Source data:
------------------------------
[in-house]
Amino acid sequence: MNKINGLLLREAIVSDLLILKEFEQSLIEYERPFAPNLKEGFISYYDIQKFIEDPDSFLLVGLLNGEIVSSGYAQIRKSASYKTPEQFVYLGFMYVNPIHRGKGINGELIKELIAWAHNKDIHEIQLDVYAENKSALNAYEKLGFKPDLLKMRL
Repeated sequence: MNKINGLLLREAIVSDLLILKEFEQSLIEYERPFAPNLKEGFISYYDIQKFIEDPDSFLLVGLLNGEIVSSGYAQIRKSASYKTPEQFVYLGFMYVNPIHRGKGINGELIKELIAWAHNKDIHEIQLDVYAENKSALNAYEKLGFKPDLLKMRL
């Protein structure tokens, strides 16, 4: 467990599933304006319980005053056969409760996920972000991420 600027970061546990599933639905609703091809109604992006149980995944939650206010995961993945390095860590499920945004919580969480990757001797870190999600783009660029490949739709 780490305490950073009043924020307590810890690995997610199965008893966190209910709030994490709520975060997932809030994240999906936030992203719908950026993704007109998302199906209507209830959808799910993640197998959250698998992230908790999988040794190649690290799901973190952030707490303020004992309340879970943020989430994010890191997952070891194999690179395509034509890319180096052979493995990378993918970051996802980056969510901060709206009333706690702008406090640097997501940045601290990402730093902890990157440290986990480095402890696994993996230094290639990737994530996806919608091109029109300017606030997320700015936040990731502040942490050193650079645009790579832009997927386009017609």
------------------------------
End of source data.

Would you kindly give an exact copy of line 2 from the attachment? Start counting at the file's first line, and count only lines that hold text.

Amino acid sequence: MNKINGLLLREAIVSDLLILKEFEQSLIEYERPFAPNLKEGFISYYDIQKFIEDPDSFLLVGLLNGEIVSSGYAQIRKSASYKTPEQFVYLGFMYVNPIHRGKGINGELIKELIAWAHNKDIHEIQLDVYAENKSALNAYEKLGFKPDLLKMRL